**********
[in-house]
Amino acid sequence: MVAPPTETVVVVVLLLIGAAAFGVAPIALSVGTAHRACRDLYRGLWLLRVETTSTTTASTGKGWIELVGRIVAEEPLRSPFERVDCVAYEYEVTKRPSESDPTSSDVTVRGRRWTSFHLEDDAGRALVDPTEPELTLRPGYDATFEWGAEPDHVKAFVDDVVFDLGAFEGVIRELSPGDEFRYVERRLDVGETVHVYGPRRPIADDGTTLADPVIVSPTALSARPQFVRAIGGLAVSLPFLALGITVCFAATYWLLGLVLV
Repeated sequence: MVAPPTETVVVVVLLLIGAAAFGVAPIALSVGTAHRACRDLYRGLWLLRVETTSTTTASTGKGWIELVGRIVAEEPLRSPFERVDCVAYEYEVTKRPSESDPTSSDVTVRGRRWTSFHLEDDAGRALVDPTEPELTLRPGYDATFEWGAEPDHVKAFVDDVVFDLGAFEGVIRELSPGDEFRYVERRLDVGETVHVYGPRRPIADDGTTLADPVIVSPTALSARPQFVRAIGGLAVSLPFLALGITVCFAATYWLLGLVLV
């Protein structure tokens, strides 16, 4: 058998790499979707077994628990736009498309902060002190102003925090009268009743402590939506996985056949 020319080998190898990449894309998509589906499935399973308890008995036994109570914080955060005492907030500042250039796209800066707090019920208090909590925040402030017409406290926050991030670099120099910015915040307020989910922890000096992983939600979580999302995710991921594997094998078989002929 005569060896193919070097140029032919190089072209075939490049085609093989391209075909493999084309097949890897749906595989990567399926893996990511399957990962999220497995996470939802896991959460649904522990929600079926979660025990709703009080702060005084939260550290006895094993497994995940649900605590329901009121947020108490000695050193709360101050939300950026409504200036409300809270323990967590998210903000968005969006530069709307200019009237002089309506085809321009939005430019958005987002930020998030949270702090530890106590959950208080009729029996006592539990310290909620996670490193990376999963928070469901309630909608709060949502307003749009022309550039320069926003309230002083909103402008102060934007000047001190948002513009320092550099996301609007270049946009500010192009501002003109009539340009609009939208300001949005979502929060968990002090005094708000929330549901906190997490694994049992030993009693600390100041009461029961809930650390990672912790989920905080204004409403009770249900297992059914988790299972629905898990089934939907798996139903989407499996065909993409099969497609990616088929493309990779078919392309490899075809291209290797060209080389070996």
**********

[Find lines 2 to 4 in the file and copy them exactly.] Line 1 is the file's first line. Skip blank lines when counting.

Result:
Amino acid sequence: MVAPPTETVVVVVLLLIGAAAFGVAPIALSVGTAHRACRDLYRGLWLLRVETTSTTTASTGKGWIELVGRIVAEEPLRSPFERVDCVAYEYEVTKRPSESDPTSSDVTVRGRRWTSFHLEDDAGRALVDPTEPELTLRPGYDATFEWGAEPDHVKAFVDDVVFDLGAFEGVIRELSPGDEFRYVERRLDVGETVHVYGPRRPIADDGTTLADPVIVSPTALSARPQFVRAIGGLAVSLPFLALGITVCFAATYWLLGLVLV
Repeated sequence: MVAPPTETVVVVVLLLIGAAAFGVAPIALSVGTAHRACRDLYRGLWLLRVETTSTTTASTGKGWIELVGRIVAEEPLRSPFERVDCVAYEYEVTKRPSESDPTSSDVTVRGRRWTSFHLEDDAGRALVDPTEPELTLRPGYDATFEWGAEPDHVKAFVDDVVFDLGAFEGVIRELSPGDEFRYVERRLDVGETVHVYGPRRPIADDGTTLADPVIVSPTALSARPQFVRAIGGLAVSLPFLALGITVCFAATYWLLGLVLV
């Protein structure tokens, strides 16, 4: 058998790499979707077994628990736009498309902060002190102003925090009268009743402590939506996985056949 020319080998190898990449894309998509589906499935399973308890008995036994109570914080955060005492907030500042250039796209800066707090019920208090909590925040402030017409406290926050991030670099120099910015915040307020989910922890000096992983939600979580999302995710991921594997094998078989002929 005569060896193919070097140029032919190089072209075939490049085609093989391209075909493999084309097949890897749906595989990567399926893996990511399957990962999220497995996470939802896991959460649904522990929600079926979660025990709703009080702060005084939260550290006895094993497994995940649900605590329901009121947020108490000695050193709360101050939300950026409504200036409300809270323990967590998210903000968005969006530069709307200019009237002089309506085809321009939005430019958005987002930020998030949270702090530890106590959950208080009729029996006592539990310290909620996670490193990376999963928070469901309630909608709060949502307003749009022309550039320069926003309230002083909103402008102060934007000047001190948002513009320092550099996301609007270049946009500010192009501002003109009539340009609009939208300001949005979502929060968990002090005094708000929330549901906190997490694994049992030993009693600390100041009461029961809930650390990672912790989920905080204004409403009770249900297992059914988790299972629905898990089934939907798996139903989407499996065909993409099969497609990616088929493309990779078919392309490899075809291209290797060209080389070996």